Scary Things Staffing Recruiters Do to Drive Great Candidates Away

Ever been ghosted by a candidate?

It’s a “new normal” in staffing – and it’s extremely frustrating. Viable candidates seem to vanish without a trace in the midst of the recruiting process, never to be heard from again.

But recruiters aren’t blameless.

The word ghosting is now being used to describe similar behavior in the employment world where recruiters simply disappear without as much as a “thanks, but no thanks” email.

If you are guilty of this behavior, it can have a negative impact on your business.

One of job seekers’ biggest complaints about staffing firms is lack of communication. Of course, when you have a lot of jobs to fill, it can be tough to find the time to follow up on every application and interview. You may be too busy, prefer to avoid confrontation, or focused on other priorities.

Here’s why you should avoid ghosting at all costs:

  • 52% of job seekers cite lack of employer response as their number one frustration. Don’t underestimate the seriousness of this issue.
  • Job seekers are waiting to hear from you. You may have many candidates, but they have only one career. Try to put yourself in their shoes.
  • Today’s job seeker could be tomorrow’s hiring manager. Why burn a bridge if you don’t have to? Treat a job seeker well, and they will remember your kindness and professionalism when they are on the other side of the desk.
  • The wrong candidate for this position could be just the right fit for the next. Nothing makes you look better to an employer than filling a position both accurately and quickly. Remaining engaged with candidates in your pipeline can make you a valuable resource for your clients.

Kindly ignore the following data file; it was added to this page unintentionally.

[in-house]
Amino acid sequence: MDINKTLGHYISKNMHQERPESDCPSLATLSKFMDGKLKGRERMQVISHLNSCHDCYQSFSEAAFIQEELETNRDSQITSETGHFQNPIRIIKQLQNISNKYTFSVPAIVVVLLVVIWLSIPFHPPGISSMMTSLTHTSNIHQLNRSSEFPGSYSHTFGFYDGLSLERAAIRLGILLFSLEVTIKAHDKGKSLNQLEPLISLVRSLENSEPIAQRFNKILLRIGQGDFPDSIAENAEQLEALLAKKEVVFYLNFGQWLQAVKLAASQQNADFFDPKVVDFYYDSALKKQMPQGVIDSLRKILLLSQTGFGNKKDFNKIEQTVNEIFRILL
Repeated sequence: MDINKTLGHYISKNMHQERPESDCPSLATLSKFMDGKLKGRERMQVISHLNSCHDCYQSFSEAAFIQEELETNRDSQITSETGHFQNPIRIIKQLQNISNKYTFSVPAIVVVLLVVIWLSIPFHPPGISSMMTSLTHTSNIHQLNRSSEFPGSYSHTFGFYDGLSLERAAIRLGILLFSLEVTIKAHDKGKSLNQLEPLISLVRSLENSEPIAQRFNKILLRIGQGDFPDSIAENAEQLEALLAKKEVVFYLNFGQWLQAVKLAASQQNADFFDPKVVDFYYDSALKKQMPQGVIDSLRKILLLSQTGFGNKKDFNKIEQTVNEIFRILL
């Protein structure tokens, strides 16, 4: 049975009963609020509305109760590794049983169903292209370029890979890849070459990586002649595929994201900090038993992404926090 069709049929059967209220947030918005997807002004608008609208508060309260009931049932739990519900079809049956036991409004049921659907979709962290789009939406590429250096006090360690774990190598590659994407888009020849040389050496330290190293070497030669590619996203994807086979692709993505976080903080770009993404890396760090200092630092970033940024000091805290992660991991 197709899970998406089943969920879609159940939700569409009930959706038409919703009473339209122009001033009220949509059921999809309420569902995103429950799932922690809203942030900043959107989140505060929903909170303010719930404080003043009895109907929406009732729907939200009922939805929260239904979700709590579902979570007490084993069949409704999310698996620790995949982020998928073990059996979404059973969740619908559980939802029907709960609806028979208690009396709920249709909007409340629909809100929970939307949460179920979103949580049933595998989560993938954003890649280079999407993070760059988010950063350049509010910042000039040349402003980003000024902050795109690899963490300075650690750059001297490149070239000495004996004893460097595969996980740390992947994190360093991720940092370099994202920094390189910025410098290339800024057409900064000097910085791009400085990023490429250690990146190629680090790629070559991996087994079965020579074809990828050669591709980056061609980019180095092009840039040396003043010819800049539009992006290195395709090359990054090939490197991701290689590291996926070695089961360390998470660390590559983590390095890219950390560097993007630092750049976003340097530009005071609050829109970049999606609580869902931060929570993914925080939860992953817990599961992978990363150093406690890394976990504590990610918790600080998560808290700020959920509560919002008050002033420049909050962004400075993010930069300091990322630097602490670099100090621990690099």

• Reputation management is critical. Candidates who feel mistreated not only tell their friends, they tell the entire internet via review sites. There is no limit to the damage that can be done on social media if you don’t make candidate experience a priority.


How can you improve candidate communication? Stay in touch.

Communication is key. With unemployment at record lows, job seekers hold all the cards. Recruiters and employers now find that they are the ones being ghosted by job seekers who don’t return calls or even fail to show up for the first day of work. Being on the receiving end of this frustrating behavior is an excellent reminder to staffing professionals and hiring managers of the importance of empathy in the hiring process.

Set clear expectations.

If you tell a candidate that you will let them know about a job by a specific day, contact them by that date, even if it’s just to let them know a decision has not been reached and they are still in the running. If you want to reduce the number of contacts you need to make, tell candidates that you will only be notifying those who are proceeding to the next step.

Pick up the phone.